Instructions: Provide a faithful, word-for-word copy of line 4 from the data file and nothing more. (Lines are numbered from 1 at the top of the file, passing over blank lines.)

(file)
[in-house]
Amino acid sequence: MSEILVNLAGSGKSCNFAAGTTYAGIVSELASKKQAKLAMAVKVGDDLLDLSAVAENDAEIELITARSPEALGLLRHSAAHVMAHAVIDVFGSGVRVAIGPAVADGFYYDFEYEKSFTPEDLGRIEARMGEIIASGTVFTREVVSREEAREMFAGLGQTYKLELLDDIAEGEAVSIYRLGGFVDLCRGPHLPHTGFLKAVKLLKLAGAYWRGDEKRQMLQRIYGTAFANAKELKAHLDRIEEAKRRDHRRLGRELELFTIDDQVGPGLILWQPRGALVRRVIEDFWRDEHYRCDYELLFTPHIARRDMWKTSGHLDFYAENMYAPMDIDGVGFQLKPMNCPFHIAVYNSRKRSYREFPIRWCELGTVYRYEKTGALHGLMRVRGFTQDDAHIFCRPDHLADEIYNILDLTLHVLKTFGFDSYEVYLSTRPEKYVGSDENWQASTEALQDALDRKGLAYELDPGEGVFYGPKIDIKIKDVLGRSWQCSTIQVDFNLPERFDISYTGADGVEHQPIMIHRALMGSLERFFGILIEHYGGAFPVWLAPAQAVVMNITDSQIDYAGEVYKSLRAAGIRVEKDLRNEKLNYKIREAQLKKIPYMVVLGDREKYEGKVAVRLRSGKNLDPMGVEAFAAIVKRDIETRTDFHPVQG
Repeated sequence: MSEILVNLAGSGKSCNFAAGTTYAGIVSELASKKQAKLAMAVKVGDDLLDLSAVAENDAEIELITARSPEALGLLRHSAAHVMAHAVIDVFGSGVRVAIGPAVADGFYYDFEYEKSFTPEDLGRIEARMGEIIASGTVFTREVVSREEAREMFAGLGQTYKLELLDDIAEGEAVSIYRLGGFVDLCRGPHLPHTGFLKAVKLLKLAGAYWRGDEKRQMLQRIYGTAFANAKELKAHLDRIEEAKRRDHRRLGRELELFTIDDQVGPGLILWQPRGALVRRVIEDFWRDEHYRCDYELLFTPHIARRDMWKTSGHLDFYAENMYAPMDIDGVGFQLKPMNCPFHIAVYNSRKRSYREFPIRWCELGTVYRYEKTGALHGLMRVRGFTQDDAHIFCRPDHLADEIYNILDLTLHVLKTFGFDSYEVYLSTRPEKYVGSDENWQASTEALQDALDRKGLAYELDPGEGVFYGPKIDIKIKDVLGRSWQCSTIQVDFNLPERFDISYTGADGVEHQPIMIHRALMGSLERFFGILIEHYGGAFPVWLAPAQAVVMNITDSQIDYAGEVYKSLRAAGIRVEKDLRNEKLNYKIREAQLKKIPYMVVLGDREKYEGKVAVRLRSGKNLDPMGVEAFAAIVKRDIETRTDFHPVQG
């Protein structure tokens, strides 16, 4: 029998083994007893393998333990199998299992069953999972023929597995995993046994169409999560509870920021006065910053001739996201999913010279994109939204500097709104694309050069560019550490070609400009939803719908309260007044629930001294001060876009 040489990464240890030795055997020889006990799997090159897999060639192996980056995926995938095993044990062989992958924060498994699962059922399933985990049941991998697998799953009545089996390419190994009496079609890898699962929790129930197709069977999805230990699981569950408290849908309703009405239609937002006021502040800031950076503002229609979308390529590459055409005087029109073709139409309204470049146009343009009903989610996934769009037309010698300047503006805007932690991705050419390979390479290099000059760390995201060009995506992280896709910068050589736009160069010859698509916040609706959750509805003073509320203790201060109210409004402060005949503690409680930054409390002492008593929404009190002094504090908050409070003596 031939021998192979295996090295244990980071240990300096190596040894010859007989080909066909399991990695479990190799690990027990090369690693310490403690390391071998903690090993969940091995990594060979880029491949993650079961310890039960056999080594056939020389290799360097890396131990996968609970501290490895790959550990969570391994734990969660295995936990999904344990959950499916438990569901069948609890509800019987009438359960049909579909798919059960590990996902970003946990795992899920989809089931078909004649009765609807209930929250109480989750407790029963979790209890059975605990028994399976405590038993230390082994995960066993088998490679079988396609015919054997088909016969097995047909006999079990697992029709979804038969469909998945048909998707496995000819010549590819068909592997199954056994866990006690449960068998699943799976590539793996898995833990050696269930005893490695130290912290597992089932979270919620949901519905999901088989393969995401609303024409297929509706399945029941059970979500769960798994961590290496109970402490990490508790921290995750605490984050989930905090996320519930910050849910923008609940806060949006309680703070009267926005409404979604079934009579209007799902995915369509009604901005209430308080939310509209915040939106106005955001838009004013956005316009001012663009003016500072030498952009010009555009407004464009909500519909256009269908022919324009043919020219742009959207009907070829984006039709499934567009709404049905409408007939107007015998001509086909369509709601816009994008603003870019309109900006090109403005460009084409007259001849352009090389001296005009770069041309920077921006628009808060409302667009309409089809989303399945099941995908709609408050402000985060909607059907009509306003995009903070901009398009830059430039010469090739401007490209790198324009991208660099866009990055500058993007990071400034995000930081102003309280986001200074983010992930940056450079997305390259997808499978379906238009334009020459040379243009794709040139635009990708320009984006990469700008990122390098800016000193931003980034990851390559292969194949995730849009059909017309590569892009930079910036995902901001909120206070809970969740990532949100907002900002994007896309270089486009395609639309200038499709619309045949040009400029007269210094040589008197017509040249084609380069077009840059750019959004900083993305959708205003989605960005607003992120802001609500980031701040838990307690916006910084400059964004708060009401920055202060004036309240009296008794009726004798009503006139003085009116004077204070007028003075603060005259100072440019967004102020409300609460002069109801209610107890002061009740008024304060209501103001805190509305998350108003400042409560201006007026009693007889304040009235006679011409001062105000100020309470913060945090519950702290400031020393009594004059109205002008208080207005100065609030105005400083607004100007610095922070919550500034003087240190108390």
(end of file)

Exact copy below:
């Protein structure tokens, strides 16, 4: 029998083994007893393998333990199998299992069953999972023929597995995993046994169409999560509870920021006065910053001739996201999913010279994109939204500097709104694309050069560019550490070609400009939803719908309260007044629930001294001060876009 040489990464240890030795055997020889006990799997090159897999060639192996980056995926995938095993044990062989992958924060498994699962059922399933985990049941991998697998799953009545089996390419190994009496079609890898699962929790129930197709069977999805230990699981569950408290849908309703009405239609937002006021502040800031950076503002229609979308390529590459055409005087029109073709139409309204470049146009343009009903989610996934769009037309010698300047503006805007932690991705050419390979390479290099000059760390995201060009995506992280896709910068050589736009160069010859698509916040609706959750509805003073509320203790201060109210409004402060005949503690409680930054409390002492008593929404009190002094504090908050409070003596 031939021998192979295996090295244990980071240990300096190596040894010859007989080909066909399991990695479990190799690990027990090369690693310490403690390391071998903690090993969940091995990594060979880029491949993650079961310890039960056999080594056939020389290799360097890396131990996968609970501290490895790959550990969570391994734990969660295995936990999904344990959950499916438990569901069948609890509800019987009438359960049909579909798919059960590990996902970003946990795992899920989809089931078909004649009765609807209930929250109480989750407790029963979790209890059975605990028994399976405590038993230390082994995960066993088998490679079988396609015919054997088909016969097995047909006999079990697992029709979804038969469909998945048909998707496995000819010549590819068909592997199954056994866990006690449960068998699943799976590539793996898995833990050696269930005893490695130290912290597992089932979270919620949901519905999901088989393969995401609303024409297929509706399945029941059970979500769960798994961590290496109970402490990490508790921290995750605490984050989930905090996320519930910050849910923008609940806060949006309680703070009267926005409404979604079934009579209007799902995915369509009604901005209430308080939310509209915040939106106005955001838009004013956005316009001012663009003016500072030498952009010009555009407004464009909500519909256009269908022919324009043919020219742009959207009907070829984006039709499934567009709404049905409408007939107007015998001509086909369509709601816009994008603003870019309109900006090109403005460009084409007259001849352009090389001296005009770069041309920077921006628009808060409302667009309409089809989303399945099941995908709609408050402000985060909607059907009509306003995009903070901009398009830059430039010469090739401007490209790198324009991208660099866009990055500058993007990071400034995000930081102003309280986001200074983010992930940056450079997305390259997808499978379906238009334009020459040379243009794709040139635009990708320009984006990469700008990122390098800016000193931003980034990851390559292969194949995730849009059909017309590569892009930079910036995902901001909120206070809970969740990532949100907002900002994007896309270089486009395609639309200038499709619309045949040009400029007269210094040589008197017509040249084609380069077009840059750019959004900083993305959708205003989605960005607003992120802001609500980031701040838990307690916006910084400059964004708060009401920055202060004036309240009296008794009726004798009503006139003085009116004077204070007028003075603060005259100072440019967004102020409300609460002069109801209610107890002061009740008024304060209501103001805190509305998350108003400042409560201006007026009693007889304040009235006679011409001062105000100020309470913060945090519950702290400031020393009594004059109205002008208080207005100065609030105005400083607004100007610095922070919550500034003087240190108390």